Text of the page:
The Robot crew showed off their camera chops this week, folding the entire episode into a single shot spread across multiple characters and locations. Now it makes sense why it was all commercial free. As we learned on the after show, it was actually a couple shots shot out of order and stitched together, but that’s still pretty cool.
It also means there was really just one big hack — Angela’s full-frontal assault on Evil Corp’s hardware security module — clearing the way for the Stage Two attack. So in keeping with the cinematography, I’m going to spend the whole Hack Report just talking about that.
It can be a little hard to track, but Elliot basically lays out the plan when he manages to get online after being fired. Here’s the relevant voiceover:
Log data from the dark army’s backdoored machine. They’re using this guy’s account, Frank Bowman. He’s a member of the code-signing architecture team. This is what they’re doing: they want to sign their own firmware and bypass my patch. If they do that, they’ll blow up the downtown recovery building.
There’s a lot in there, but the big-picture view is pretty simple. The original plan for Stage Two was to hack these batteries into blowing up a building. Elliot stopped that by rewriting the core software on those batteries (aka firmware) to be resistant to the Dark Army hack. (In an earlier voiceover, Elliot realizes the Dark Army actually tried to perform the hack at 6:26AM that morning, but his software stopped them.) Now, the Dark Army is trying to reinstall the old software so the batteries will be vulnerable again.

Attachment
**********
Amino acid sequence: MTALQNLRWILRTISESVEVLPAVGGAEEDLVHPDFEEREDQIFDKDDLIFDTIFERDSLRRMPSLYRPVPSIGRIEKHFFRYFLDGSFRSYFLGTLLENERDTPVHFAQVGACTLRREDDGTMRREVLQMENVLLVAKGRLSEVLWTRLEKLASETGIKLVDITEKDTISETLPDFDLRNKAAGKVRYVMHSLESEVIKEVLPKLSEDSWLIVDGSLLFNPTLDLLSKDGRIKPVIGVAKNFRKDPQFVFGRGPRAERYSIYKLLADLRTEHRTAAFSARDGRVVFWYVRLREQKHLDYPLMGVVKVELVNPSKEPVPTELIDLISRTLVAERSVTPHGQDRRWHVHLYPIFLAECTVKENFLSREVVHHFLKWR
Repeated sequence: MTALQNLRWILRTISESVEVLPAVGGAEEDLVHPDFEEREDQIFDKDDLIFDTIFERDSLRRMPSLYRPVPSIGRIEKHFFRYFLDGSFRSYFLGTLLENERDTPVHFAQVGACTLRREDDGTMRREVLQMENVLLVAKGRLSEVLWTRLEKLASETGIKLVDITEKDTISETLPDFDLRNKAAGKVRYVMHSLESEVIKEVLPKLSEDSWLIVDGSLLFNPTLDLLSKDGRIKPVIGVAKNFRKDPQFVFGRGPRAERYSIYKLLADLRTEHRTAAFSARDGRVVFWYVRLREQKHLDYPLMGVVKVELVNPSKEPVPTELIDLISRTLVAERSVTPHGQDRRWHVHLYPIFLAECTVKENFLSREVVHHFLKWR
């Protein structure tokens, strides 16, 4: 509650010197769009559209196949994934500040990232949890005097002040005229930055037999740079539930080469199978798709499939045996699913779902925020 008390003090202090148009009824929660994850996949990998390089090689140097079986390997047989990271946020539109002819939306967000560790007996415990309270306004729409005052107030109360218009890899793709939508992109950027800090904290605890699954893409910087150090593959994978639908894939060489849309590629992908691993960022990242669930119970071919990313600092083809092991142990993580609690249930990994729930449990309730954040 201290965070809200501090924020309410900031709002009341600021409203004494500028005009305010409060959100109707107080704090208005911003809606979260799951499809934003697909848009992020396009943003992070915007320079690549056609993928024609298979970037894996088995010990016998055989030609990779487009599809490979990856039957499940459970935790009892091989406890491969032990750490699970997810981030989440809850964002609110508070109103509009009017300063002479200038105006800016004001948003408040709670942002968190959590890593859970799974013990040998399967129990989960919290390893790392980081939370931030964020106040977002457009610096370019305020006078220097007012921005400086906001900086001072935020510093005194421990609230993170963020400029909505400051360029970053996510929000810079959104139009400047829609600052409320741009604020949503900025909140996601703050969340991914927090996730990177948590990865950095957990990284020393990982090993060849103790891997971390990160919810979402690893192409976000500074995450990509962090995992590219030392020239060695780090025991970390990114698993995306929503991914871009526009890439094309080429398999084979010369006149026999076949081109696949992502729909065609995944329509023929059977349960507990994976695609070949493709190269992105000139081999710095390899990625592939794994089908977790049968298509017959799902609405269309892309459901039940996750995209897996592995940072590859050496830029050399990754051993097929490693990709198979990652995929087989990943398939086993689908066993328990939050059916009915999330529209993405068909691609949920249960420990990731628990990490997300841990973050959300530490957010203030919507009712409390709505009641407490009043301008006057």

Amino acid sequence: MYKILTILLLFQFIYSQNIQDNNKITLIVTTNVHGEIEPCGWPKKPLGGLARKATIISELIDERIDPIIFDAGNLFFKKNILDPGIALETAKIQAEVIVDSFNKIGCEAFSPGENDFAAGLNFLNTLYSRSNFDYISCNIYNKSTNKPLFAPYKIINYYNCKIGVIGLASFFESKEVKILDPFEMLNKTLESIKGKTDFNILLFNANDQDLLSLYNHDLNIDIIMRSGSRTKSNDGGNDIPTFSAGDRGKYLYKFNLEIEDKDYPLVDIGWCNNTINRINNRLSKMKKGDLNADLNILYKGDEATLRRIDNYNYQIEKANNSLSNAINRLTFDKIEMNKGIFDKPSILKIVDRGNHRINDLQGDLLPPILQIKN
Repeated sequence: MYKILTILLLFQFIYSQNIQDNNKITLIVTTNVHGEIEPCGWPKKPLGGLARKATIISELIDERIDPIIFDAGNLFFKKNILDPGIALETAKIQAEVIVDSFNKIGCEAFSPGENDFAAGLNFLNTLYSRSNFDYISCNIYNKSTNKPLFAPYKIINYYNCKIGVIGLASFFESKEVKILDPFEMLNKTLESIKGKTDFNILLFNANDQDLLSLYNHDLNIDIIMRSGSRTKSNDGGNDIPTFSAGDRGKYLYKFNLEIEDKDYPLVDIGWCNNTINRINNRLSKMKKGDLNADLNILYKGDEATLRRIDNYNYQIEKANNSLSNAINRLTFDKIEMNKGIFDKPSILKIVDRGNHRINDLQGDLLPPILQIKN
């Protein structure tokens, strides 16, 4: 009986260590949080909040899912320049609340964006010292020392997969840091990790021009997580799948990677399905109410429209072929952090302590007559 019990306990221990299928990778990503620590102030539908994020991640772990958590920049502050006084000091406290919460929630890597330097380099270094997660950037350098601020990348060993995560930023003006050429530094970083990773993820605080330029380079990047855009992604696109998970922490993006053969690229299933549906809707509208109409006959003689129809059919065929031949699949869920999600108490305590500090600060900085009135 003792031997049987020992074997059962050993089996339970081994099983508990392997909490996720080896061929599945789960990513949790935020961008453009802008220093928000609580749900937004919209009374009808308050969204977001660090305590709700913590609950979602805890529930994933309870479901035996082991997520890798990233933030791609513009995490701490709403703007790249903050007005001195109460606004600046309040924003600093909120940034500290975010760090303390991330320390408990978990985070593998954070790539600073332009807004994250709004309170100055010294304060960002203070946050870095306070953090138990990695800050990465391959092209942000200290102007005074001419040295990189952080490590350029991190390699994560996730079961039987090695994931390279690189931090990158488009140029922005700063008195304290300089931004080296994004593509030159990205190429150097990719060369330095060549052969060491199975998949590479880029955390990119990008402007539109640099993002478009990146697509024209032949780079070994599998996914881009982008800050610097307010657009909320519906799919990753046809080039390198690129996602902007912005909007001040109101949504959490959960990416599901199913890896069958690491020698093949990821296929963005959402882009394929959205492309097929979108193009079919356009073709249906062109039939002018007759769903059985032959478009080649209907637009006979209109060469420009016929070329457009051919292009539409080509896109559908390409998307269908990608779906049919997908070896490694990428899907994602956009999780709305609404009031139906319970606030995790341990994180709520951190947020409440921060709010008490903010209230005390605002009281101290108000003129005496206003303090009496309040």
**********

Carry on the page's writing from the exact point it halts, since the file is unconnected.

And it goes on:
The problem is, you can’t just install any old firmware on a device. If the batteries are going to accept the firmware, it needs to be signed by Evil Corp’s software-signing keys, verifying that the new code really is coming from corporate HQ. (That’s the code-signing architecture Elliot is talking about.) The Dark Army wants to steal those keys, but like most corporations, Evil Corp is keeping them in a Hardware Security Module, which is basically a special server for storing encryption keys. Having an HSM lets a company use its keys for signing without exposing the keys themselves to the network. The only way for Angela to get the keys is a manual backup to a physical USB drive, which is basically what we see her do in the server room.
This sounds elaborate, and it is, but it’s what any decently large company should be doing. Anyone deploying code (which is everyone) needs to have an airtight system for verifying it. Otherwise, the first hacker that gets on their network will be able to deploy malware-laced software to compromise everyone in the company. Verifying the software means signing it, typically using a public-private key pair similar to the SSL system that verifies websites. The private key signs the software, so anyone who installs it can verify that it’s legit. And since those keys are the absolute last thing you ever want to leak, a hardware security module is the ideal place to keep them.
All of which is to say, while this was probably the most extreme hack we’ve seen all season, the E-Corp setup is the most normal part of it. For anyone who works in corporate IT, this stuff is familiar to the point of boring, which is why it’s so interesting to see it as the center of a heist plot.
There are a few more Easter eggs in there, which we talk about on the After Show, but otherwise that’s it! Tune in next week, when we’ll be talking with Martin Wallström, who plays Tyrell. If you have any questions, hit us up on Twitter or Reddit. In the meantime, resist the pervasive influence of finance capitalism!